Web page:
Confectionery shop celebrates two

Digest Now Plating

August 25, 2015

Story By: Dining Out Team | Photos by: NATHALIE WALKER

For any true artist, some reasons for sharing one’s craft are to educate and express. At Minamoto Kitchoan, the same is true for its own works of art, which come in the form of wagashi, or Japanese confectionery.

Each delightfully sweet and decadently indulgent treat begs to be discovered, unwrapped and enjoyed. What makes Minamoto Kitchoan stand out from other sweet shops is its blend of refined flavors and dedication to aestheticism. In other words, everything you eat not only tastes great, but looks good, too.

This season, a new item has made its way into the store’s glass cases. Taiyonomi ($6 half, $12 full) is a jelly snack made from mango puree, of which only the highest quality fruits are used. When two halves are placed together, there is an image of a real mango, and it tastes as if you’re actually biting into the juicy, fresh fruit.

“It’s healthy, too! Only 64 calories,” mentions office manager Yayoi Akana, who also notes it’s best when left in the refrigerator for a refreshing after-dinner snack.

As the Ala Moana store’s two-year anniversary approaches — having opened its doors in September of 2013 — the establishment would like to show its appreciation with the limited sale of its Two-year Anniversary Special Bag ($35). The bag is valued at more than $50 and showcases a multitude of selected wagashi sure to satisfy every sweet tooth. Confectioneries include Kasutera, a Japanese pound cake that is fluffy in texture and perfectly sweetened by honey. Vanilla, maccha or chocolate flavors are available.

Popular Fukuwatashi Senbei also is included, featuring vanilla cream wedged between two waffle cookies. This sweet treat is the perfect gift, as fuku means “good luck” and watashi means “giving,” but as a reminder, there is no obligation to share.

Customers also can expect Grace Dew Fruit Jellies in various real-fruit flavors, and a 12-pack of Rice Crackers in the unique Japanese salad flavor. As wagashi traditionally are served with tea, the anniversary bag also consists of packets of either powdered green tea or green tea bags.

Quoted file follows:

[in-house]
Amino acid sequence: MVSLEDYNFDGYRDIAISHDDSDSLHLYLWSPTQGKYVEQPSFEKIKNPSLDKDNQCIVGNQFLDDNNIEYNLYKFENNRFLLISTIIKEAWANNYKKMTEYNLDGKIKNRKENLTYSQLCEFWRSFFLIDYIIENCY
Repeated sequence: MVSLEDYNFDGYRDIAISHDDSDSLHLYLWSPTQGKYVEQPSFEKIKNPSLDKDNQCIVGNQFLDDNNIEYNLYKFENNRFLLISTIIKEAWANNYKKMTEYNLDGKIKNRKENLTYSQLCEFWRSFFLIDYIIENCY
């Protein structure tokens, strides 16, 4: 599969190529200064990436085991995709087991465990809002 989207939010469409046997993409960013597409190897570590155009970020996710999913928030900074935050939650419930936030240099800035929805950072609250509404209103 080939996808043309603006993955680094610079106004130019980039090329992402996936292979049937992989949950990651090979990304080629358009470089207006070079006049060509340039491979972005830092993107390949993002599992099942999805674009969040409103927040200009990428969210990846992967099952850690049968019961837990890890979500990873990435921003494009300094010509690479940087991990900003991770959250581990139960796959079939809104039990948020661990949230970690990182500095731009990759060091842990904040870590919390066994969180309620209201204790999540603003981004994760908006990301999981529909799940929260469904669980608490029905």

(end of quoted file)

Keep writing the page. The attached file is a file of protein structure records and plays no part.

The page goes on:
What would Japanese confectionery be without mochi? Luckily, two of Minamoto Kitchoan’s Chocolate Mochi Maccha appear in the special bag, highlighting its white chocolate inside, mochi outside and maccha powder and green-tea flavored crunchy shell. This detailed treat is soft, creamy and not too sweet. Aya Shirabe, on the other hand, offers a slightly different texture with a thin Japanese cake shell wrapped around green tea-flavored white bean paste.

Lastly, there is Sakura Goromo, which is a crepe-shaped pancake filled with red bean paste and a piece of mochi. The image intentionally is made to resemble a sakura flower — pink and delicate — with a sakura-shaped jelly on top. The sweet morsel may seem too pretty to eat, but when you do, you’ll be glad you did.

This special only will be available from Sept. 18 to 20 (Friday through Sunday), and will operate on a first-come, first-served basis. Anniversary bags cannot be reserved and will be limited to one bag per person. There only are 100 bags in total, so be sure not to miss it.

“We just want to say that we really, really appreciate everything,” Akana says to customers with a full heart. “Being a Japanese company, coming from Japan, we really appreciate how much the local people have supported and accepted us,” she adds. Akana further explains that Minamoto Kitchoan wants to continue to teach customers about wagashi and introduce more of the Japanese culture to Hawaii, a place that has inspired the company greatly. After all, what’s an artist without its muse?

Minamoto Kitchoan

Ala Moana Center
1450 Ala Moana Blvd.
Monday-Saturday, 9:30 a.m.-9 p.m.; Sunday, 10 a.m.-7 p.m.

Honolulu, HI 96814

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